With the vote on the Joomla! restructuring coming to a conclusion pretty soon I would like to take a moment to reflect on what is the problem and how (or if) it’s being fixed.
The problem from a contributor’s perspective
If you ask ten people what’s the problem with Joomla! you’ll get ten different answers. A common theme in all the answers I have heard –and I did listen to a lot of clients, developers and acquaintances– is that Joomla! seems to be going nowhere. Or at least not fast enough. I believe that we all agree with that. The last major change in the CMS happened in Joomla! 3.0 three years ago. In computing this a century ago. This stall doesn’t happen by lack of talent or want. We certainly have very talented developers in the Joomla! world, at least as many as other popular CMS. We most definitely do want to move forward, there’s no doubt about it. What is the problem then?
Let’s say that Alice has a great new idea she wants to implement, be it a new code feature, a marketing idea or a brand new service that would set Joomla! apart from its competition. Let’s also say that Alice has the technical background, free time and will to carry out all the work necessary towards that goal. So, where does Alice start?
Alice would be a fool to make a ton of work only to get it turned down. So she must talk to someone. Who? Nobody knows. Right now there are too many cooks and no chef or recipe in the kitchen. Alice would have to start asking around –in forums, Facebook, wherever– to figure out who to contact. Usually there’s no response and Alice leaves in frustration. This can be fixed by a directory of go-to persons published in the joomla.org menu, but I digress.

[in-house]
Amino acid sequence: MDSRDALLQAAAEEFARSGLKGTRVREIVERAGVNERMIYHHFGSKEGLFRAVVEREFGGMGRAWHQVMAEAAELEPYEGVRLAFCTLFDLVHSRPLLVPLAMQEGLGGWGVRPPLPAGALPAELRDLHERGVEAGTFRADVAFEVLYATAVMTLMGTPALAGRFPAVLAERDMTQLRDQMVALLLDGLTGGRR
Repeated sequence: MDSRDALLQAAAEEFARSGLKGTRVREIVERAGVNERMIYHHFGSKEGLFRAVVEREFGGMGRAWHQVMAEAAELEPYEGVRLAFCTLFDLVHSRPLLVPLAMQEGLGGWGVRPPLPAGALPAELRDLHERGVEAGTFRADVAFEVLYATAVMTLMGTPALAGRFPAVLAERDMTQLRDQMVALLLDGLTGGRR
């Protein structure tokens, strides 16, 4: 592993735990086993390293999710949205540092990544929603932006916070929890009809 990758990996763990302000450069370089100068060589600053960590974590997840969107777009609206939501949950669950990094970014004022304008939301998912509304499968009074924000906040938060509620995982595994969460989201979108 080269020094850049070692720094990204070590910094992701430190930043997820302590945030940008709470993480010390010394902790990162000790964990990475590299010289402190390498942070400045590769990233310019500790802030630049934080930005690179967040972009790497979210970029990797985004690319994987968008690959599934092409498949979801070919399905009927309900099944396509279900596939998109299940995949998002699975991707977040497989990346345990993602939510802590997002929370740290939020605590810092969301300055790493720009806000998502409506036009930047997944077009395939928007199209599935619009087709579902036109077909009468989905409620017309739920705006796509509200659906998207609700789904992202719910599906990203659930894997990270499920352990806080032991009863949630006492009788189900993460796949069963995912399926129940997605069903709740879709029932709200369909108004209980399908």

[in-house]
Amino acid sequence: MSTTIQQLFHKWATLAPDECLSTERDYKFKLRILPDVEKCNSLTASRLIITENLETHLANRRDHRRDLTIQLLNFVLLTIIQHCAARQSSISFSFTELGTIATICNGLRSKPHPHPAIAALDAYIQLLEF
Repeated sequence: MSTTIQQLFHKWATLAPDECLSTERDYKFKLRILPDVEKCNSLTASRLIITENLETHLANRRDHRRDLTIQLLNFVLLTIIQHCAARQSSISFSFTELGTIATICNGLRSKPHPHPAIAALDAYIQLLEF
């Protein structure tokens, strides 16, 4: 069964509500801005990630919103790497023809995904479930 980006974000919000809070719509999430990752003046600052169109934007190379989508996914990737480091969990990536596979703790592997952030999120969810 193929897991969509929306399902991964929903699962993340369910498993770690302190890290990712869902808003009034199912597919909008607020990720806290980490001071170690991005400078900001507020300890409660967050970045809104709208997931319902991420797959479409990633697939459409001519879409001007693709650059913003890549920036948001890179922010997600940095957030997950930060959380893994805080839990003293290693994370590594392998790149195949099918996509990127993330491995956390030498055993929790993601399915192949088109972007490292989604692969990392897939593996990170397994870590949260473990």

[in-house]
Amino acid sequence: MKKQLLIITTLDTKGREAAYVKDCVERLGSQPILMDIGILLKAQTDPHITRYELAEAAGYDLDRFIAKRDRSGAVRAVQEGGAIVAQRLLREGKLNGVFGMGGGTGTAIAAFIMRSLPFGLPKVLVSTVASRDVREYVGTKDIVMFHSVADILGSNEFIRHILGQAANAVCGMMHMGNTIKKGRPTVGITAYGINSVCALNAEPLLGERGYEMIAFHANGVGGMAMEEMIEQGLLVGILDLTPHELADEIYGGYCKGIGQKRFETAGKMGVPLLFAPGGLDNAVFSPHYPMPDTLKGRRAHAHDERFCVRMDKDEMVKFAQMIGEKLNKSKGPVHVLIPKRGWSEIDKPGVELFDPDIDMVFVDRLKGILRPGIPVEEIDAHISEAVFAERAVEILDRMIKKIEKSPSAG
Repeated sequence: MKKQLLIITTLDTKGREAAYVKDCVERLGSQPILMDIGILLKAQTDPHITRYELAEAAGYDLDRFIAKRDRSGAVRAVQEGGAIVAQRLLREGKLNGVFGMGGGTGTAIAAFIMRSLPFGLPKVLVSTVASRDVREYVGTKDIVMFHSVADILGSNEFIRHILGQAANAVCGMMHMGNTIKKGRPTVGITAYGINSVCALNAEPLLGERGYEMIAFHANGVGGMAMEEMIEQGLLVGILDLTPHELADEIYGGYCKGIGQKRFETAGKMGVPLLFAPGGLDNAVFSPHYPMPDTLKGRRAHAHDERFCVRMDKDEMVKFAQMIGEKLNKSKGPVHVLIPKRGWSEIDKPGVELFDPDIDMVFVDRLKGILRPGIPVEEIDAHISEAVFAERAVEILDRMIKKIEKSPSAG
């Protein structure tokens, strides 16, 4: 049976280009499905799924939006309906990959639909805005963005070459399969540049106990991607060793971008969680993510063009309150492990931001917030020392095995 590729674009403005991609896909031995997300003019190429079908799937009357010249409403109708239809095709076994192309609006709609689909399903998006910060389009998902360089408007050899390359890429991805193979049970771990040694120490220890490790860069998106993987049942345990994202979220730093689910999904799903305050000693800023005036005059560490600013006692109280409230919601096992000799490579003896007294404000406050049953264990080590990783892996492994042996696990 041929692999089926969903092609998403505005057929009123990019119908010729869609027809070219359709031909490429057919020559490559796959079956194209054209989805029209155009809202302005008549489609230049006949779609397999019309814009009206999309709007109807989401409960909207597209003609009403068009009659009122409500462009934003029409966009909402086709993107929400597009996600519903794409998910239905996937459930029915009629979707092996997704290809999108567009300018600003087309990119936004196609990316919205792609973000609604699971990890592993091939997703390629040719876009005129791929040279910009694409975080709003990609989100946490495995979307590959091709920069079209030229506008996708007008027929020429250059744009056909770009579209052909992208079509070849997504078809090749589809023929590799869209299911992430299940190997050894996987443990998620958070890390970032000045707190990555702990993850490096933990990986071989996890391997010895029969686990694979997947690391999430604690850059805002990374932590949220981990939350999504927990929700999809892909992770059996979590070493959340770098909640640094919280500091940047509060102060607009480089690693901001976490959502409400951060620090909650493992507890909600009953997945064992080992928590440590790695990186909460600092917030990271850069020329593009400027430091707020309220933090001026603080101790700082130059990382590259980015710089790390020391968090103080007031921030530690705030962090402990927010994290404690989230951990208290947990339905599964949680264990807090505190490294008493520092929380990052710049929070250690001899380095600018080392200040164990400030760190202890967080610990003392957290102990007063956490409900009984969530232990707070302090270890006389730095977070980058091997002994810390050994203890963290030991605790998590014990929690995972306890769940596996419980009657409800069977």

I can’t comment for things beside the PHP code, so let me pretend Alice has a PHP-based feature to contribute. At the very best she’d get in touch with a member of the PLT and ask them if she should contribute this feature. The typical response is “write it, make a PR and the PLT will decide if and when it should be included”. You’ve just lost Alice. Alice only has so much time in her hands and the possibility of wasting it is off-putting. She’ll let someone else go through this. There is a fix for that too, as long as we identify the actual problem.
The fundamental problem is one of vision
You’d be excused to think that the problem is just a matter of lack of communication. But this is just a symptom of the fundamental issue of Joomla!.
And by vision I mean a roadmap. Not the joke of a roadmap currently published. If someone reads this roadmap the things that strike them as odd would be a. version 3 continues to minor version 11 and b. the changes between minor versions are miniscule. Coupled with the Version History and the backwards compatibility statement on the Roadmap page what they’re told is that Joomla! is a dead project walking. The same codebase is scheduled to be maintained until the end of 2019. That would make it an eight year old code base by that time.